The trouble with truffles.

Dear Word Detective:  I was wondering, what is the origin of the word “abligerition” (I think I spelled it wrong) as it is used to mean “the spending of too much money on food”?  I don’t even know what country it sounds like it’s from. — Emma.

Hmm.  Abliger… albilger… abliquor…  Oh, you mean “abligurition.”  Of course.  Everyone knows about “abligurition.”  My school even had classes in it, didn’t yours?  We’d get together once a week and eat the most expensive things we could find.  I never quite understood the point of it all, but I do remember that Trevor le Chien won the annual prize when he ate most of a Ferrari.

Just kidding, of course.  “Abligurition” is a seriously obscure word.  The American Heritage Dictionary doesn’t include it, and Merriam-Webster Online also draws a blank, while helpfully suggesting that I really meant to type “aboriginally,” which doesn’t seem all that more common a word.  Even my trusty (and hefty) Merriam Webster Third International unabridged dictionary doesn’t acknowledge the existence of “abligurition.”

The one dictionary currently published that I found that did define “abligurition” was, not surprisingly, the Oxford English Dictionary (OED).  The OED labels “abligurition” as “obsolete,” and defines it by quoting the definition in Samuel Johnson’s 1755 “Dictionary of the English Language,” which was “Prodigal expense on meat and drink.”  The only citation the OED supplies, apart from Johnson’s dictionary, is from Nathan Bailey’s 1742 “Universal Etymological English Dictionary,” which somewhat more colorfully defined the word as “a prodigal spending in Belly-Cheere.”  Hooray for belly-cheer!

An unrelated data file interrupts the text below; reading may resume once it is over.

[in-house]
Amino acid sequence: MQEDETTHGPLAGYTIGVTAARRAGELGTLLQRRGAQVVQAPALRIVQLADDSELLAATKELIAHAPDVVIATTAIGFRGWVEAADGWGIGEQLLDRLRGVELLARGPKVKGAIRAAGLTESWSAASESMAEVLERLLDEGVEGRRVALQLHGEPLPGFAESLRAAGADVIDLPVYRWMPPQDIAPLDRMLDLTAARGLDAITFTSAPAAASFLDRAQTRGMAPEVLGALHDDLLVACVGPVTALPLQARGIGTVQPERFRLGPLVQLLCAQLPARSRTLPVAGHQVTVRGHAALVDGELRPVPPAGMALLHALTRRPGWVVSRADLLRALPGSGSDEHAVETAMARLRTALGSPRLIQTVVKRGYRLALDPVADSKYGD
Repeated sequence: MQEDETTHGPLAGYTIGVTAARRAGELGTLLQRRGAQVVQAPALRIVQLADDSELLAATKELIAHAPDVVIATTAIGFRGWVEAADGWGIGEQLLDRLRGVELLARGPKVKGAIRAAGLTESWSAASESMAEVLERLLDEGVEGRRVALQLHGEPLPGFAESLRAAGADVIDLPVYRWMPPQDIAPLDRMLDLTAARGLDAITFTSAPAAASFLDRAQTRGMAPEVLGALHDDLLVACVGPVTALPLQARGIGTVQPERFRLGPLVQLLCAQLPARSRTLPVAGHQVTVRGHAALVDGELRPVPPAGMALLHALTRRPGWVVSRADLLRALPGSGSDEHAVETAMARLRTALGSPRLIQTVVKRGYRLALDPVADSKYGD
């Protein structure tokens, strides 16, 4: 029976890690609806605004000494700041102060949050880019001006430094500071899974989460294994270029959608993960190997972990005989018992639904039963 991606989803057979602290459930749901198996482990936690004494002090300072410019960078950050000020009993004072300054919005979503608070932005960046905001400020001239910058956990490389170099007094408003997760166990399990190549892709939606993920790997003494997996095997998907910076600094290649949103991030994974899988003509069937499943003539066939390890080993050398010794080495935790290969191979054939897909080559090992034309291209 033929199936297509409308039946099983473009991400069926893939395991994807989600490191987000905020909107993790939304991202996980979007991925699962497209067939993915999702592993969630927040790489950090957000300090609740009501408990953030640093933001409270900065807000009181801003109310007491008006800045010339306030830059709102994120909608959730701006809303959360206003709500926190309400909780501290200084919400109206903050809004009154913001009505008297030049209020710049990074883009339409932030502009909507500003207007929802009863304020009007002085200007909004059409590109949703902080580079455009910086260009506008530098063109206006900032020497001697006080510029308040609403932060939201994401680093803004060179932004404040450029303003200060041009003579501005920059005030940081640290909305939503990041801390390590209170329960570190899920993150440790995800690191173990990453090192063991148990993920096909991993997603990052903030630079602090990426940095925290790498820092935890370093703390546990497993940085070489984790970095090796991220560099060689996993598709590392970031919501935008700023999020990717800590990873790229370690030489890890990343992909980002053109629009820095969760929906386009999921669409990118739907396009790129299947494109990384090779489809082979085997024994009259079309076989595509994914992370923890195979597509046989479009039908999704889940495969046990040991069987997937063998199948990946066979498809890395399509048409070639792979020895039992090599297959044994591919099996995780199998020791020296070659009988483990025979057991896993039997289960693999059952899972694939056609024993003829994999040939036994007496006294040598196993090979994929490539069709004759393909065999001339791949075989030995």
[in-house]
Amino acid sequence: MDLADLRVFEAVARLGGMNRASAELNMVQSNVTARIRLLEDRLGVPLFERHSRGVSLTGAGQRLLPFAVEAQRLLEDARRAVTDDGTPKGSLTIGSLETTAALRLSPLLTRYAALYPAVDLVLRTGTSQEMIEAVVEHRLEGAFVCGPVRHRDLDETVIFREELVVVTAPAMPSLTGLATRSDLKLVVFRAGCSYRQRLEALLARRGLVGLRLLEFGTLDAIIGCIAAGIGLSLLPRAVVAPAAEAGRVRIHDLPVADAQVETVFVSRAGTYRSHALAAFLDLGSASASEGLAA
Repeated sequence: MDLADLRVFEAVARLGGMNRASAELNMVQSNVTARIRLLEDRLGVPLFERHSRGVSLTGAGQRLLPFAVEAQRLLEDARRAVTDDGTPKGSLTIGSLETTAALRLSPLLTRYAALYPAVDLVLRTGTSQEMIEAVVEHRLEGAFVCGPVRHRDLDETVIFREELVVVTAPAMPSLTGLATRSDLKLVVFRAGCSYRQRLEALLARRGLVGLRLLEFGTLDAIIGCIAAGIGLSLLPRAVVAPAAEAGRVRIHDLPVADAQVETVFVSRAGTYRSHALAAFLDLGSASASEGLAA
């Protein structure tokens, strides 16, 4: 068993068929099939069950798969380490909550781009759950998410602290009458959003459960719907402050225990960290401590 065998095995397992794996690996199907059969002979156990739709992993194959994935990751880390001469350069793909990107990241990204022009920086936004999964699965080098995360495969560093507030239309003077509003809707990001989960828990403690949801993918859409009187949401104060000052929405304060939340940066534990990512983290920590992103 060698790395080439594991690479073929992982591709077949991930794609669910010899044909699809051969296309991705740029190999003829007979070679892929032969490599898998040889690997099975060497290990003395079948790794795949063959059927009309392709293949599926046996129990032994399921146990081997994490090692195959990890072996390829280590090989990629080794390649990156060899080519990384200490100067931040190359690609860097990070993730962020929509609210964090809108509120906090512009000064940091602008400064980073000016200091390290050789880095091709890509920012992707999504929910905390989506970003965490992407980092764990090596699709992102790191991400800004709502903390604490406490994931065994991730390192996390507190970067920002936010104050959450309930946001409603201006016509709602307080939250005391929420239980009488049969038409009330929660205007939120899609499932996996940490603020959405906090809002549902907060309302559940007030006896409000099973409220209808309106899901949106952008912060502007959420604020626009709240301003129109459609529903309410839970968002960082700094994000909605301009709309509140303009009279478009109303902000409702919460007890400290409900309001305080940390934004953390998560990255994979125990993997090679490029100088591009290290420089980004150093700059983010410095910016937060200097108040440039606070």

The roots of  “abligurition” are straightforwardly Latin, from the verb “abligurire,” meaning “to squander on delicacies,” a combination of “ab,” meaning “away,” and “ligurire,” meaning “to eat delicately, to be fond of delicacies.”  One who engages in “abligurition” is quite literally “eating away” his or her money.

Since “abligurition” simply means to spend a lot of money on food (and drink), a habit far from uncommon in recent years, it’s mildly surprising that it’s not more commonly heard.  Perhaps it’s the five syllables that puts people off.  As it stands, you’re most likely to run into “abligurition” either in one of those “obscure words” compilations (e.g., The Superior Person’s Book of Weird and Wonderful Words, The Endangered English Dictionary, etc.) or in an upscale culinary magazine catering to “foodies.”

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